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A Rocky History
Plenty of places in Spain are culturally a country apart, but Gibraltar is literally so. A little piece of Britain at the bottom of Spain, Gibraltar has an amusing mix of tea-and-biscuits culture paired with the baking sun of its Mediterranean surroundings. This strategic spot, a quick skip into Africa and a perfect point of departure around the base of Europe, has inspired a number of turf wars, ultimately placing it in the hands of the British. Today the relationship is amicable, but in the beginning it was anything but.
Although the Romans ruled the area from 500 BC to AD 475, it was left to the Moors to establish the first settlement here in 1160. The Duke of Medina Sidonia then recaptured the Rock for Spain in 1462. In 1501 Isabella the Catholic declared Gibraltar a crown property, and the following year it received the Royal Warrant that bestowed on it a coat of arms consisting of a castle and a key. In 1704 an Anglo-Dutch force eventually captured Gibraltar, which led to Spain's ceding it to England in 1713.
In 1779, combined Spanish and French forces totaling more than 50,000 troops laid the final Great Siege against a mere 5,000 defenders. The attack highlighted all the unusual problems involved in defending Gibraltar: the great north face of the Rock guarded the entrance, but it seemed impossible to mount guns on it. The answer: tunnels. Of course, the solution had one major problem: cannons are designed to fire up, not down. This problem was circumvented by digging tunnels that sloped downward. Later, in World War II, tunnels were used again to defend Gibraltar. General Dwight D. Eisenhower conducted the Allied invasion of North Africa from one of the tunnels, and all of them remain under military control today.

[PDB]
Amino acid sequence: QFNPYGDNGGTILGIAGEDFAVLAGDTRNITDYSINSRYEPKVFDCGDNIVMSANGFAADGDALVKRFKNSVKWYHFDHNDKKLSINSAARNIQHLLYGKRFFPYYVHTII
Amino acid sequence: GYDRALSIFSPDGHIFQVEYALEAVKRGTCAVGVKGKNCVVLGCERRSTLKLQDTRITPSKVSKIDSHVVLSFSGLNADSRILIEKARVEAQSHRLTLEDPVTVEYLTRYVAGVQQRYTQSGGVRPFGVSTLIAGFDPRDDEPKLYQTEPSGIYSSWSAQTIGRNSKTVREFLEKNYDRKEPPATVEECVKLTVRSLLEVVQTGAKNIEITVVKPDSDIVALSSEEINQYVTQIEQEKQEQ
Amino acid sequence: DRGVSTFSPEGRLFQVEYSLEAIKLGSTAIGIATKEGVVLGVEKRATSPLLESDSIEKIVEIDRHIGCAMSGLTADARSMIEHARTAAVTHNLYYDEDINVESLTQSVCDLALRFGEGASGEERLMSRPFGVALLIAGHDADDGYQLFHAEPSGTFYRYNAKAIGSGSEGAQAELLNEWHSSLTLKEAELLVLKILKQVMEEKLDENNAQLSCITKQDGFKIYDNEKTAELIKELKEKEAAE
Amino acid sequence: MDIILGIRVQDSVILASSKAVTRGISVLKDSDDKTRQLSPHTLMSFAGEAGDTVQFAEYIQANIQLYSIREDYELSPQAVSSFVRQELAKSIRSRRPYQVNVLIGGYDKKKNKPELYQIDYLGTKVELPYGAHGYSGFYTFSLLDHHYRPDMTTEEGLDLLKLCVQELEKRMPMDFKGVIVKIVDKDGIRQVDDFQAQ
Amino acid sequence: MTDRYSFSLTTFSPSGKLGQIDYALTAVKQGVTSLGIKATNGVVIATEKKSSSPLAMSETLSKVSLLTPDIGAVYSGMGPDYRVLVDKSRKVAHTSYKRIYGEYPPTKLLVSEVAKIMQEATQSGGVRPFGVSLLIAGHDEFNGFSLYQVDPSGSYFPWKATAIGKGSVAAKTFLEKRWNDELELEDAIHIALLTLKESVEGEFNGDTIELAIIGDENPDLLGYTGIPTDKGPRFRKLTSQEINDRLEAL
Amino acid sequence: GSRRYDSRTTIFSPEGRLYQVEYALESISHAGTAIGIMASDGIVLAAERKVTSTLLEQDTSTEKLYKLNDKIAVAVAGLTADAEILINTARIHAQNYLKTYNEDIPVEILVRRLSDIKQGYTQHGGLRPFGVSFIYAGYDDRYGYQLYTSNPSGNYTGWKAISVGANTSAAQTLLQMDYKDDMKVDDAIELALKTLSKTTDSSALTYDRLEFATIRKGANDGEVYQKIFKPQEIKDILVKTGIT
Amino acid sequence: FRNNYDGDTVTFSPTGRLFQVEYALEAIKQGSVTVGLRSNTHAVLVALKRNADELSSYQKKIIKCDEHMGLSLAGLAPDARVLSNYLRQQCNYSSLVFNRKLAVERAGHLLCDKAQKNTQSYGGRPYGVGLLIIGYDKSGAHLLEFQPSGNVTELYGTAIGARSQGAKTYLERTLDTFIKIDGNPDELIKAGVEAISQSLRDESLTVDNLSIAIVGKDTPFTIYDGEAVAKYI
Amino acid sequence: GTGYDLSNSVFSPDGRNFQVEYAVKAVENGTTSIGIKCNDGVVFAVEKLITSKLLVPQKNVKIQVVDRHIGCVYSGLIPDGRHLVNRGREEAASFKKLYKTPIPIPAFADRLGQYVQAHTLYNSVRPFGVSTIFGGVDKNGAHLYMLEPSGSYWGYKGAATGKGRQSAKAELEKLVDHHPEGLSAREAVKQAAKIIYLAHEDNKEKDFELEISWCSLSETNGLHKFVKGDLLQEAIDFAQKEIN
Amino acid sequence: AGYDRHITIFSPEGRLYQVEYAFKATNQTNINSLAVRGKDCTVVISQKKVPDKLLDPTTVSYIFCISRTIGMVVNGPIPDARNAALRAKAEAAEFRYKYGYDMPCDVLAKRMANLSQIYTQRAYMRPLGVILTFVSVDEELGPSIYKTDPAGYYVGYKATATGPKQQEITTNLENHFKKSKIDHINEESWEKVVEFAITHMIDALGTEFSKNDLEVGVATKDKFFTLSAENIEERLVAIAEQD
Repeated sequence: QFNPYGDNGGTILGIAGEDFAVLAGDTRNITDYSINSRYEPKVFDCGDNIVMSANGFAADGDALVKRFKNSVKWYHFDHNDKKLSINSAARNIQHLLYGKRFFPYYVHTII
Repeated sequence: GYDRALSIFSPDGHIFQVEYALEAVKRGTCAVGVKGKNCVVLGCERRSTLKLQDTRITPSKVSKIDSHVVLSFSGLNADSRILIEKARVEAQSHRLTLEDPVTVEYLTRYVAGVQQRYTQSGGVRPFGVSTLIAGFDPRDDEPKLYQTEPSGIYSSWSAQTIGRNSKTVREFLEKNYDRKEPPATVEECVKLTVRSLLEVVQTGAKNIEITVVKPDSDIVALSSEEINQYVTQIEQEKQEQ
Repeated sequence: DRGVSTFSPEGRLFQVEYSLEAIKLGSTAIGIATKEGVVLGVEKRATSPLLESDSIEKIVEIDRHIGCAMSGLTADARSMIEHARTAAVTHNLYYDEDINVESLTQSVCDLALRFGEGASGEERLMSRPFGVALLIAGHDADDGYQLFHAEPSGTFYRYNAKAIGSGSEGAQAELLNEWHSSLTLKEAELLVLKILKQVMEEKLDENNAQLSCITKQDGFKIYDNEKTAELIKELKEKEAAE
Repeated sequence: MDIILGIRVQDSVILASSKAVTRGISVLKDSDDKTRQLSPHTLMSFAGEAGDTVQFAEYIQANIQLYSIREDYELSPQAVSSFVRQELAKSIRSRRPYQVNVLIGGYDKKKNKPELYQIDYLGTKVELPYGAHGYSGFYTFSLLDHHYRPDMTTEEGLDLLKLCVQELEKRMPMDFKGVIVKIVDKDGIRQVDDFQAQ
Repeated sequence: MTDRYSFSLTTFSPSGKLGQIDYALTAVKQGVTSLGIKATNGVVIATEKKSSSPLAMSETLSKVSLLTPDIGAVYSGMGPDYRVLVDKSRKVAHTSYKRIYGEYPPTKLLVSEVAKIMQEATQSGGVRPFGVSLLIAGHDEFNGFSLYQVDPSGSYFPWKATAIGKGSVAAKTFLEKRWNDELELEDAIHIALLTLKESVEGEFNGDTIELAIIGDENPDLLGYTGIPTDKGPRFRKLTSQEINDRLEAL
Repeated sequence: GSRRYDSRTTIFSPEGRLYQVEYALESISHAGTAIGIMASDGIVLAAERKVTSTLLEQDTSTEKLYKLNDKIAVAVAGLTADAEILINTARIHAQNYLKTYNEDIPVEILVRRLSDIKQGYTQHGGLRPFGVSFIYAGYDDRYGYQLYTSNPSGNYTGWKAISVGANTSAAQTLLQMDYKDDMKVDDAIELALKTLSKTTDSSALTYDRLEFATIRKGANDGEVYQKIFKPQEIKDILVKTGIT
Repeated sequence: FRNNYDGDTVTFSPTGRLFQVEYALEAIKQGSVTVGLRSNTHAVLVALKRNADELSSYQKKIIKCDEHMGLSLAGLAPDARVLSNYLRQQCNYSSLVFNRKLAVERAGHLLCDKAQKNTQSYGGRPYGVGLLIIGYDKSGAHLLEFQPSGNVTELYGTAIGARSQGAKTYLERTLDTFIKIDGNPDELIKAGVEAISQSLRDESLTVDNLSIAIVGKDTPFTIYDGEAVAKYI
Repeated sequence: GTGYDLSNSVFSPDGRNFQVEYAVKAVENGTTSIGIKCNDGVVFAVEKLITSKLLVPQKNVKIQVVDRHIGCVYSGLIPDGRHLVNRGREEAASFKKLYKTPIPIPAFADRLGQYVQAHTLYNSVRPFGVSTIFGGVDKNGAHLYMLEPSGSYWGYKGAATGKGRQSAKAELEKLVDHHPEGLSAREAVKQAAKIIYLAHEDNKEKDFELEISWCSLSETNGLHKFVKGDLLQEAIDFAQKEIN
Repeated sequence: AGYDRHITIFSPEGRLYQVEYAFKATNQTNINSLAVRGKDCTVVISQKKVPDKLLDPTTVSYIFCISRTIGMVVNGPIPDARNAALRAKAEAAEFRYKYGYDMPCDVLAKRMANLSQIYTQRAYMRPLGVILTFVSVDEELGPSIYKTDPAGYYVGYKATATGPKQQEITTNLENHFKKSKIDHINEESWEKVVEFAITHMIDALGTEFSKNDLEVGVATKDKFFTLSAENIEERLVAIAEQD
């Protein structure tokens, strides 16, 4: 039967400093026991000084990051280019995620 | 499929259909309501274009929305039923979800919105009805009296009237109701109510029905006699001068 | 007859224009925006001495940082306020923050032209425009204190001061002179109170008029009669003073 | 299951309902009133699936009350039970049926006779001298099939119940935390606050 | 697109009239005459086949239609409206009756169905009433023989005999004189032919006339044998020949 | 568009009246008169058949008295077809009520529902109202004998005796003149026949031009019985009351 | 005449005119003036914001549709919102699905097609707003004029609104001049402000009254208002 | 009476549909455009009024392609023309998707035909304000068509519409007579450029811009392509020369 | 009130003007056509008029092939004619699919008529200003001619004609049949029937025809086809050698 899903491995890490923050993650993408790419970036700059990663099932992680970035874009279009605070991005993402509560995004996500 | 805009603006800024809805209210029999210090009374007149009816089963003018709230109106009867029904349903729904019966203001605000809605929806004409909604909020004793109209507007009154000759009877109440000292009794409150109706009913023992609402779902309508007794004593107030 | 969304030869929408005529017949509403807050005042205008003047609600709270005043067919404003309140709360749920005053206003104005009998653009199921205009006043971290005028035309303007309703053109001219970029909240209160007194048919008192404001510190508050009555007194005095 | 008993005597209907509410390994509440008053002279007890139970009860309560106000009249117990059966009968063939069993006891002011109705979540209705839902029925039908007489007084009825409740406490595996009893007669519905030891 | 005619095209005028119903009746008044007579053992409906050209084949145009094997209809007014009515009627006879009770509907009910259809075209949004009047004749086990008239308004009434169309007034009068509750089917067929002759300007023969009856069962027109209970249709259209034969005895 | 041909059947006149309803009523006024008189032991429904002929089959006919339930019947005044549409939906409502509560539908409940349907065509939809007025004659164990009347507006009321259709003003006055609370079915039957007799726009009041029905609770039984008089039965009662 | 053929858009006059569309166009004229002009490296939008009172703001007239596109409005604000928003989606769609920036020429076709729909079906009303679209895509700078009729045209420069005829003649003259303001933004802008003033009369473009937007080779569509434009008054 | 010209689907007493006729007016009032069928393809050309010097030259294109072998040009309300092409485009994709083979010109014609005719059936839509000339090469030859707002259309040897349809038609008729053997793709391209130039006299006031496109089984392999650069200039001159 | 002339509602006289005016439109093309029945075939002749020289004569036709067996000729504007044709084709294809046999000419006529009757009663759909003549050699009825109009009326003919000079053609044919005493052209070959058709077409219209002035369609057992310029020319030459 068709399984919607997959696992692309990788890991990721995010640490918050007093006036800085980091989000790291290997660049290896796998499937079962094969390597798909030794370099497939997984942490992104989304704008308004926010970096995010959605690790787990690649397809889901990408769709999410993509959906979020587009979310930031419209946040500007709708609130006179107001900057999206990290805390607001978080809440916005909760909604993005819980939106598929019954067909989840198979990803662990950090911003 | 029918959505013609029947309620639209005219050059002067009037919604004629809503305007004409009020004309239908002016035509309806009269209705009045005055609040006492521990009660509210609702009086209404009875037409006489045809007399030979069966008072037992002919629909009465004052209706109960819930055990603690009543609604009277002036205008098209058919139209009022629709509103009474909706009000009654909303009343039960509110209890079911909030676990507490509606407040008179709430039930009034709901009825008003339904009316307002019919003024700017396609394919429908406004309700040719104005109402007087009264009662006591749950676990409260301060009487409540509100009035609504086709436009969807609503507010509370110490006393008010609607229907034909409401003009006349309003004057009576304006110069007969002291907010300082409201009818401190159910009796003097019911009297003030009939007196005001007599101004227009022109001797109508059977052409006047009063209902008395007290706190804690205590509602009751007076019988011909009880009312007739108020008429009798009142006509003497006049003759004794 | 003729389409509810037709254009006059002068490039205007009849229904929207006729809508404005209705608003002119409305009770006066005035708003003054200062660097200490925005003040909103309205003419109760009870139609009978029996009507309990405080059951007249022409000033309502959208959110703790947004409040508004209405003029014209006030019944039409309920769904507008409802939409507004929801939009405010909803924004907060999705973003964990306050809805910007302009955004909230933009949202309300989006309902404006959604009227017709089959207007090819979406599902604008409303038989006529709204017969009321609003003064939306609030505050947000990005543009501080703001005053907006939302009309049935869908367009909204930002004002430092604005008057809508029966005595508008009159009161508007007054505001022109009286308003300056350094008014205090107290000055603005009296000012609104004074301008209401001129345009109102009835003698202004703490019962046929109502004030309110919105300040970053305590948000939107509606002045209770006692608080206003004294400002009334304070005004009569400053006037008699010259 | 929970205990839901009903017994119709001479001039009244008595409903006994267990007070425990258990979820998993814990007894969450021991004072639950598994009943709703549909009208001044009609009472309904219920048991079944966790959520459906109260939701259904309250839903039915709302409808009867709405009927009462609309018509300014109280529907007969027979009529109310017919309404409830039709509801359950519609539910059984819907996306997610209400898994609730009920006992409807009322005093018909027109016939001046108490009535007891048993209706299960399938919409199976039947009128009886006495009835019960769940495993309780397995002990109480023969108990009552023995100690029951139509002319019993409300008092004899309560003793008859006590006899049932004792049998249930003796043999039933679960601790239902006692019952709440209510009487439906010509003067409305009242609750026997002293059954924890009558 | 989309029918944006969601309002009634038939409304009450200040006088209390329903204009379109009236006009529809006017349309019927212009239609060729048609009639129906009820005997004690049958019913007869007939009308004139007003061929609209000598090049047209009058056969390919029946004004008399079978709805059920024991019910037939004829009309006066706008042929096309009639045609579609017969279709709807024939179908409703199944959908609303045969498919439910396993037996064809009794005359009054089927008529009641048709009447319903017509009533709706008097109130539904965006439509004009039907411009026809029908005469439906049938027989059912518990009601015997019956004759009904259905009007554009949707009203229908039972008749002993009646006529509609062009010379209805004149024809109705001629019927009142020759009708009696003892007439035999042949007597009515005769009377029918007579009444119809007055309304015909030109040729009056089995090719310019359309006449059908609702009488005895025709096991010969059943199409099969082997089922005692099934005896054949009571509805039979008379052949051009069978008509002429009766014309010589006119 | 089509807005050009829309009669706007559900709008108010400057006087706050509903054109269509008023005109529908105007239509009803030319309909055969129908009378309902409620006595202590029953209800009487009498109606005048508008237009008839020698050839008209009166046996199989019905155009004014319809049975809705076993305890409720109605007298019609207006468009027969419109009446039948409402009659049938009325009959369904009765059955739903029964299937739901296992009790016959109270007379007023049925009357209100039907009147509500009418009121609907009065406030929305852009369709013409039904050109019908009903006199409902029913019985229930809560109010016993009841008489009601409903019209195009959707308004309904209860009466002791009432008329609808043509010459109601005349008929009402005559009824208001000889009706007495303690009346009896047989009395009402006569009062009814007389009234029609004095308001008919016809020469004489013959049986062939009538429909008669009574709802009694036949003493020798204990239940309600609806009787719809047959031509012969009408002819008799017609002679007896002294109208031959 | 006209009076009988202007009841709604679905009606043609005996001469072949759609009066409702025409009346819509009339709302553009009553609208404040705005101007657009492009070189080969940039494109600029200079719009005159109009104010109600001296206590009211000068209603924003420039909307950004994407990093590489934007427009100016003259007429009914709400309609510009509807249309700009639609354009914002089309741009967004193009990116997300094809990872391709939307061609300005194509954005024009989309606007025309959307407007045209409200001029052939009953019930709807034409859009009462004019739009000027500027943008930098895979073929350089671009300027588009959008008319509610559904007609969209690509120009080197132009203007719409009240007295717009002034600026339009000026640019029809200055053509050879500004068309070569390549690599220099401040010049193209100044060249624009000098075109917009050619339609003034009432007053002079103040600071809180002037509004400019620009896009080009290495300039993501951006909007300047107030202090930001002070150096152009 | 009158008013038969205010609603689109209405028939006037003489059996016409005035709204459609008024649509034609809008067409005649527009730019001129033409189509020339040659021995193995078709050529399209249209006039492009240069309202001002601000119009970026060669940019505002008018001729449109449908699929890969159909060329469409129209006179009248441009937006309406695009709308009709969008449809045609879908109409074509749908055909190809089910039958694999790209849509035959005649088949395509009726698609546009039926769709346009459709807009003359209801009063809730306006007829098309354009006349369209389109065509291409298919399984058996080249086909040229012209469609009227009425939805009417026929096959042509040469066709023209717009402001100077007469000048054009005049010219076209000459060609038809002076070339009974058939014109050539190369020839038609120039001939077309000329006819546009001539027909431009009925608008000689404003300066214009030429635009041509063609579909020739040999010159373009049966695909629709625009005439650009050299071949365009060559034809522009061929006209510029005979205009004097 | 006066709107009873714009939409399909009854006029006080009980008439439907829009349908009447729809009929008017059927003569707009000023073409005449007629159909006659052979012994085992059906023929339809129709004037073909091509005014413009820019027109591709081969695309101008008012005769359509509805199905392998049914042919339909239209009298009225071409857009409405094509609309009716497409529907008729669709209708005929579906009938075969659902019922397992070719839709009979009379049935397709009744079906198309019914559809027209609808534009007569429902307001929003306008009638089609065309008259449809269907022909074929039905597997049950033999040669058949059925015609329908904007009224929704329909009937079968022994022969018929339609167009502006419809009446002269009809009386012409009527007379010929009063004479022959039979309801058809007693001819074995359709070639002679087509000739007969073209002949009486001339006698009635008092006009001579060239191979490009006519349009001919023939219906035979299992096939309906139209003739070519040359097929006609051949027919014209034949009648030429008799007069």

From 1963 to 1964, Gibraltar's future was debated at the United Nations, but in a referendum on September 10, 1967, which has now become Gibraltar's National Day, 99.9% of Gibraltarians voted to remain part of England. In 1969 this resulted in a new constitution granting self-government. These events severely provoked General Franco, and he closed the coastal border that same year. It stayed closed until February 5, 1985, and Spain occasionally decided to make the crossing more difficult. In 2002, the UK and Spanish governments reached an agreement in principle on joint sovereignty. Another referendum resulted in 99% of Gibraltar's population voting against the idea. Nevertheless, it led to the creation of a tripartite forum that included the Gibraltar government, which is a positive move toward obtaining greater cooperation and recognition between Spain and Gibraltar.
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